After the publication of Dark Hollow, one of Belinda Pereira’s relatives got in touch with me. He had read the book not knowing that one of the characters was based on Belinda, and had only discovered the connection when he saw an interview I gave about the novel and its origins. He wrote to tell me that he did not object to Belinda’s being remembered in that way, and he gave me a little background into what happened to her family following her death. Her parents did not know that their daughter had sometimes worked as a prostitute. By the time her mother managed to return to Sri Lanka, the news of Belinda’s death, and the circumstances surrounding it, had reached there. The family was disgraced. Her mother, he told me, never recovered from Belinda’s death. She contracted cancer and died without ever seeing a measure of justice achieved for her lost child.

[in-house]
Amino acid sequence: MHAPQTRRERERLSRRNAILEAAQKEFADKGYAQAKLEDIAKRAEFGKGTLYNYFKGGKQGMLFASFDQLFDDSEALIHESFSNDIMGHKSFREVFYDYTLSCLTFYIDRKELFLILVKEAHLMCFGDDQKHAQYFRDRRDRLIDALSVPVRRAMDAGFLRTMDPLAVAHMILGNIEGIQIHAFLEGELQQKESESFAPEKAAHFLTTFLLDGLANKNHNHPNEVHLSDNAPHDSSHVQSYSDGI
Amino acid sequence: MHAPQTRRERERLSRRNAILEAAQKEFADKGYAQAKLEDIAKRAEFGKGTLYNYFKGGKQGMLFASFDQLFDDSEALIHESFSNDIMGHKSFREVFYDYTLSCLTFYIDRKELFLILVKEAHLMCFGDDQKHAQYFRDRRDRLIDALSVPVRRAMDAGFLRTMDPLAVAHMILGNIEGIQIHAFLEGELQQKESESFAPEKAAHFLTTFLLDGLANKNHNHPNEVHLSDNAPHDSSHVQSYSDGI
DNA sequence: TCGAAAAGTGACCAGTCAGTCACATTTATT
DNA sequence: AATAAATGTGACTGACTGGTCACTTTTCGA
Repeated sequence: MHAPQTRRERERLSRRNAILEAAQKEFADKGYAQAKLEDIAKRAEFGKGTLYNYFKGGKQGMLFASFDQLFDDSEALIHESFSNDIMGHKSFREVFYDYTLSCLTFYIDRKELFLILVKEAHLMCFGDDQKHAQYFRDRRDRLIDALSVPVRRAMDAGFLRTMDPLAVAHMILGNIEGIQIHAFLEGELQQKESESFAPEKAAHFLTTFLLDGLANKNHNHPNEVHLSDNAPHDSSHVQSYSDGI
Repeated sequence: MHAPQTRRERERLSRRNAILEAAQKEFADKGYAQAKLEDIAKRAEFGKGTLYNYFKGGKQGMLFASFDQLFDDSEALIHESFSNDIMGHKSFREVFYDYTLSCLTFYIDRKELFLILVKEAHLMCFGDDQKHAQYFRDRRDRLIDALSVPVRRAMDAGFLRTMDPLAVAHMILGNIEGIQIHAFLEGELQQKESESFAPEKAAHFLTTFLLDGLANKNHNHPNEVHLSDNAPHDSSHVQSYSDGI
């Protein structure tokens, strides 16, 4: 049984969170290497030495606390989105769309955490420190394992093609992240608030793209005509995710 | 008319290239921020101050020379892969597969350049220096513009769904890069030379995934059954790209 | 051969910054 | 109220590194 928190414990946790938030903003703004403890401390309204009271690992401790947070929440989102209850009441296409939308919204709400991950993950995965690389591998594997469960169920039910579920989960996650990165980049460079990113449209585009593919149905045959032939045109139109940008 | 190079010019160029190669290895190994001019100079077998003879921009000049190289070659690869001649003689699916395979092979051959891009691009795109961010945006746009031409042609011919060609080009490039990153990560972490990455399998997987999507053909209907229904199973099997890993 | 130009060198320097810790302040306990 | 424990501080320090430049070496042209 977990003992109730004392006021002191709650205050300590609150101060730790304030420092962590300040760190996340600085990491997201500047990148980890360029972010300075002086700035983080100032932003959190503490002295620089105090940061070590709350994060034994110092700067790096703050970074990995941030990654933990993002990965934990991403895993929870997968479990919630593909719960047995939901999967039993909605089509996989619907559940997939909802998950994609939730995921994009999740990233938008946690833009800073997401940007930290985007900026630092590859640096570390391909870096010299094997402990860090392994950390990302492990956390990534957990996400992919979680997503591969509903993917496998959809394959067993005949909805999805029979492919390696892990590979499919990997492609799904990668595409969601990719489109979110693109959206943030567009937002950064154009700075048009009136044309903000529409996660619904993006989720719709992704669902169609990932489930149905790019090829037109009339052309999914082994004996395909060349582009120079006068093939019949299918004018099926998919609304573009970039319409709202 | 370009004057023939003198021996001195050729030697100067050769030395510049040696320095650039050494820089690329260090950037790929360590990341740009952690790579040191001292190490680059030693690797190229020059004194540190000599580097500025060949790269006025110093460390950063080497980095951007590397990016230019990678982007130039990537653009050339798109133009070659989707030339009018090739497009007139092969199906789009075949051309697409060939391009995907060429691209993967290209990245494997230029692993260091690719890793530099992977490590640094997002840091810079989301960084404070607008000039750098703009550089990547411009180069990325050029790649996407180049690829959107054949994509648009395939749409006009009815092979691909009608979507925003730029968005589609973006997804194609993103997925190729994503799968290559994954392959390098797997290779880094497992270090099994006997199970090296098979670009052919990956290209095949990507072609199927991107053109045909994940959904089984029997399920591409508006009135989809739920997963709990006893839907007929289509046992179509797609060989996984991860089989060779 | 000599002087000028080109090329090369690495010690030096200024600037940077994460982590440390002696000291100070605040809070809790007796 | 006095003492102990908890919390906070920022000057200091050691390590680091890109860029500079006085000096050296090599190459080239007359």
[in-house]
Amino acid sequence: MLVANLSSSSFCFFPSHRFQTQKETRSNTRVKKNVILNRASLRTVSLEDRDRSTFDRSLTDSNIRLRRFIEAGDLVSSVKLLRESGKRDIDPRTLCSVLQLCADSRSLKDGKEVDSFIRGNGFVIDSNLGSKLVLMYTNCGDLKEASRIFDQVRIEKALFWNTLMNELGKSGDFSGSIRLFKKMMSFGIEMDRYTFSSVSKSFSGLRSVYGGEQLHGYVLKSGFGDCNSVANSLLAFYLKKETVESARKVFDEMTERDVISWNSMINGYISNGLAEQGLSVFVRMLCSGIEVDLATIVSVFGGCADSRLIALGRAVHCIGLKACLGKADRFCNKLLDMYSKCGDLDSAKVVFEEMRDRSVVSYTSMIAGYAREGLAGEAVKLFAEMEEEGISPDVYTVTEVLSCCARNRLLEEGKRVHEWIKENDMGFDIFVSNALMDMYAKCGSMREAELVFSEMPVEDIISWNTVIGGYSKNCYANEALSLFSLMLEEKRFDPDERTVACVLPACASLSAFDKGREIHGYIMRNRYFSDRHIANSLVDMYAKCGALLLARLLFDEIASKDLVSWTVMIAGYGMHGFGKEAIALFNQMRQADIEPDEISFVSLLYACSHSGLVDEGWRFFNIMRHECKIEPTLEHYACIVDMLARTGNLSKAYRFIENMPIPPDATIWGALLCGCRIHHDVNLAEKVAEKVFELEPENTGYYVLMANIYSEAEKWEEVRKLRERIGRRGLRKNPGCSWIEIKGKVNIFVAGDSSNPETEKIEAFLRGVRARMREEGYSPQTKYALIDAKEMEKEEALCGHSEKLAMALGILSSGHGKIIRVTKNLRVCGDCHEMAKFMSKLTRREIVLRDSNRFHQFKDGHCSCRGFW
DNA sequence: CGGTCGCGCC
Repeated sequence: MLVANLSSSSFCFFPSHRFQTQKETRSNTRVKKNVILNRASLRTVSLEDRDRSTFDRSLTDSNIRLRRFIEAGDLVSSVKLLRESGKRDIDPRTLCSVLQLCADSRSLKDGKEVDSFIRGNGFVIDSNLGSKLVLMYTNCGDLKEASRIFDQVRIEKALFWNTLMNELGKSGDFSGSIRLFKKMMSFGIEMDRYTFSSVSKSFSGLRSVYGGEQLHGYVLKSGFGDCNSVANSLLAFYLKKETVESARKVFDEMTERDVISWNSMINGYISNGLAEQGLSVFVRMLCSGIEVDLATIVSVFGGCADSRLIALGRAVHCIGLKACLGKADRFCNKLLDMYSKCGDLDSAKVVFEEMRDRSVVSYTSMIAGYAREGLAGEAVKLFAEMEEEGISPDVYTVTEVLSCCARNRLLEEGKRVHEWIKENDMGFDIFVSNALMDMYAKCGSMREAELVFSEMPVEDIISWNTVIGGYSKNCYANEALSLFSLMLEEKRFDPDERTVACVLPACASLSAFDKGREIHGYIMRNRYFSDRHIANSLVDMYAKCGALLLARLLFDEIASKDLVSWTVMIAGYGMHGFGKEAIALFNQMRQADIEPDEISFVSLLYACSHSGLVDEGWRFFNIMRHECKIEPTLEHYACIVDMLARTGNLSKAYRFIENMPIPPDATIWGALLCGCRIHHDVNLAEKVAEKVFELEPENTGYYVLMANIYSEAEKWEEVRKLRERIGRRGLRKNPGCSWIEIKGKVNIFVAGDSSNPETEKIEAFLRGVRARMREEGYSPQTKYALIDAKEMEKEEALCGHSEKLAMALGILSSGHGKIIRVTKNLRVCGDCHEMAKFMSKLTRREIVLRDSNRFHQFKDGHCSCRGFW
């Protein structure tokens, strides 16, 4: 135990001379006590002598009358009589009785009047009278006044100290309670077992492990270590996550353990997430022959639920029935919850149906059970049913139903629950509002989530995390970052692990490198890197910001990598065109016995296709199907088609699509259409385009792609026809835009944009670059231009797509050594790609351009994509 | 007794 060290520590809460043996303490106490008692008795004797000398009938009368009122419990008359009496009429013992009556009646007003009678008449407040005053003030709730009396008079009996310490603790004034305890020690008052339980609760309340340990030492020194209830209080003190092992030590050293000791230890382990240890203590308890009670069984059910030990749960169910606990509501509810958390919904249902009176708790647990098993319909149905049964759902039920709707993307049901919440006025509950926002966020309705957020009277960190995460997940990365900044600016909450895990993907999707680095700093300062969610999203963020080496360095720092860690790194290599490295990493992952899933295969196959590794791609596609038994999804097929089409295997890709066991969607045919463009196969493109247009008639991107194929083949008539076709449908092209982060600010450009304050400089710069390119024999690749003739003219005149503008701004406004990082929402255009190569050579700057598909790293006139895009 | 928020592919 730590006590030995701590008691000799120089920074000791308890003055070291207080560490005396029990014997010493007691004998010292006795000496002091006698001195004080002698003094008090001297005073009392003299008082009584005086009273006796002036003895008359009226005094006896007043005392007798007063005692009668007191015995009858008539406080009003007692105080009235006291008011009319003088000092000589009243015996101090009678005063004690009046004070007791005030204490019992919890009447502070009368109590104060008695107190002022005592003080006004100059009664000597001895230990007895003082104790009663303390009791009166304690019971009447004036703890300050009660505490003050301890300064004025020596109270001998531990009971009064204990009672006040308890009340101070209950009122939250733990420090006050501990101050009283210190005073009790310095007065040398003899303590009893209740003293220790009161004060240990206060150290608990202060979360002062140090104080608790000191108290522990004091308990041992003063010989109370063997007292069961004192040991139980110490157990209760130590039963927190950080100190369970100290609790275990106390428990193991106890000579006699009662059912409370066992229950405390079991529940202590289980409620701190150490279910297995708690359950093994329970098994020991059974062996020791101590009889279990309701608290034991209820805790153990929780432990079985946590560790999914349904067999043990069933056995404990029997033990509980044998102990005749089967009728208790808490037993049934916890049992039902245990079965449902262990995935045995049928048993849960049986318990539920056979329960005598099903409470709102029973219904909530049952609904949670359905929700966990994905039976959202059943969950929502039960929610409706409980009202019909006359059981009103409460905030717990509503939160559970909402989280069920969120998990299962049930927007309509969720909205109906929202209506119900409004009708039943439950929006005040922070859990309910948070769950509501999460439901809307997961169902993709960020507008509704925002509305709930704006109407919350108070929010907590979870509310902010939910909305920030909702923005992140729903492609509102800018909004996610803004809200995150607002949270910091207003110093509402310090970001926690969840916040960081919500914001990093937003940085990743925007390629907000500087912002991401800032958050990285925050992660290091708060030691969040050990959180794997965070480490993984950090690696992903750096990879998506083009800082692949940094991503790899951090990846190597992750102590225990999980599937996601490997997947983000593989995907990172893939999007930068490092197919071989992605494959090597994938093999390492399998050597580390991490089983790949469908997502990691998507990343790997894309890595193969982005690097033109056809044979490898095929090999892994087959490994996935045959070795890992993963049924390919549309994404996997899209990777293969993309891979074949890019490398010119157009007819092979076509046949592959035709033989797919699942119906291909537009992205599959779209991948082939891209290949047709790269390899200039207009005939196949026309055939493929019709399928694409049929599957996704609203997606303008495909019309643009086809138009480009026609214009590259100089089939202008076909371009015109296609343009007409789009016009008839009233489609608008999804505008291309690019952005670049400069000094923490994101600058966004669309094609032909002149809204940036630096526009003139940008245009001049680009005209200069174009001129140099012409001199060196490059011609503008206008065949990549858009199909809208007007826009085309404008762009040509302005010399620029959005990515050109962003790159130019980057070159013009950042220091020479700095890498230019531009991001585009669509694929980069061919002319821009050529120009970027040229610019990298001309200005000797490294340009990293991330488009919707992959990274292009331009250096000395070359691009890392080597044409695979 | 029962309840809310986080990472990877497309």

The novelist John Gardner once wrote that there are two choices open to the writer who lives in a world in which there are pits filled with the skulls of children. The first is to gaze into one of those pits and write about what one sees. The other, the one that I have made, is to write about how one can endure a world where there are pits filled with the skulls of children; the skulls of children and the bodies of young women who die far from home at the hands of violent men.
And so I created Charlie Parker, and through him I try to understand that world, and present a version of it in which one might live, and in which justice is attainable not only in the next life but in this one too.